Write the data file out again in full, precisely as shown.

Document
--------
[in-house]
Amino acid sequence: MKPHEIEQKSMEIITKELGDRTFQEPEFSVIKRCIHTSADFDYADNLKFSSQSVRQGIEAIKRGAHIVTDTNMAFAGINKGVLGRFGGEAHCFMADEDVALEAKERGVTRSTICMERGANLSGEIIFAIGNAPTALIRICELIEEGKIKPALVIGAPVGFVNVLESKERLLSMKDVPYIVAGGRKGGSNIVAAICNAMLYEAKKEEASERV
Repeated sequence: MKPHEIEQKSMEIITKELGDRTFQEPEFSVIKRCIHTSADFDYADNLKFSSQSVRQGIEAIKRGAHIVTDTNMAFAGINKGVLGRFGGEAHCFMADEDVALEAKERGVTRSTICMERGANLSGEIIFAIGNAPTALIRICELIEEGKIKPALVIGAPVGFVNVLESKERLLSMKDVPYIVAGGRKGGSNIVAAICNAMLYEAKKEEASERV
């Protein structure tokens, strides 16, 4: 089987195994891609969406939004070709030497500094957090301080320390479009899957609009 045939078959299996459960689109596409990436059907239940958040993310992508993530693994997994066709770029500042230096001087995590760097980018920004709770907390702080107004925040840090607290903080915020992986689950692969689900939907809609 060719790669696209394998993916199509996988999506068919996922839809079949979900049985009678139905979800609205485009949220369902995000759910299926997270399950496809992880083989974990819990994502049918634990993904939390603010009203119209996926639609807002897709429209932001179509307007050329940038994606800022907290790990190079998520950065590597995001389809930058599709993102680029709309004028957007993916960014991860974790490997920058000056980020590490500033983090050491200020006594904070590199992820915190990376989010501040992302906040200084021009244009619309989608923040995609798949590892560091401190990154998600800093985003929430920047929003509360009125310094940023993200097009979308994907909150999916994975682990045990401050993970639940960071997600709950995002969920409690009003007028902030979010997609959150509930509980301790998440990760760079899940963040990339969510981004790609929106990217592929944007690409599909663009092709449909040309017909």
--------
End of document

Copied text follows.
[in-house]
Amino acid sequence: MKPHEIEQKSMEIITKELGDRTFQEPEFSVIKRCIHTSADFDYADNLKFSSQSVRQGIEAIKRGAHIVTDTNMAFAGINKGVLGRFGGEAHCFMADEDVALEAKERGVTRSTICMERGANLSGEIIFAIGNAPTALIRICELIEEGKIKPALVIGAPVGFVNVLESKERLLSMKDVPYIVAGGRKGGSNIVAAICNAMLYEAKKEEASERV
Repeated sequence: MKPHEIEQKSMEIITKELGDRTFQEPEFSVIKRCIHTSADFDYADNLKFSSQSVRQGIEAIKRGAHIVTDTNMAFAGINKGVLGRFGGEAHCFMADEDVALEAKERGVTRSTICMERGANLSGEIIFAIGNAPTALIRICELIEEGKIKPALVIGAPVGFVNVLESKERLLSMKDVPYIVAGGRKGGSNIVAAICNAMLYEAKKEEASERV
């Protein structure tokens, strides 16, 4: 089987195994891609969406939004070709030497500094957090301080320390479009899957609009 045939078959299996459960689109596409990436059907239940958040993310992508993530693994997994066709770029500042230096001087995590760097980018920004709770907390702080107004925040840090607290903080915020992986689950692969689900939907809609 060719790669696209394998993916199509996988999506068919996922839809079949979900049985009678139905979800609205485009949220369902995000759910299926997270399950496809992880083989974990819990994502049918634990993904939390603010009203119209996926639609807002897709429209932001179509307007050329940038994606800022907290790990190079998520950065590597995001389809930058599709993102680029709309004028957007993916960014991860974790490997920058000056980020590490500033983090050491200020006594904070590199992820915190990376989010501040992302906040200084021009244009619309989608923040995609798949590892560091401190990154998600800093985003929430920047929003509360009125310094940023993200097009979308994907909150999916994975682990045990401050993970639940960071997600709950995002969920409690009003007028902030979010997609959150509930509980301790998440990760760079899940963040990339969510981004790609929106990217592929944007690409599909663009092709449909040309017909």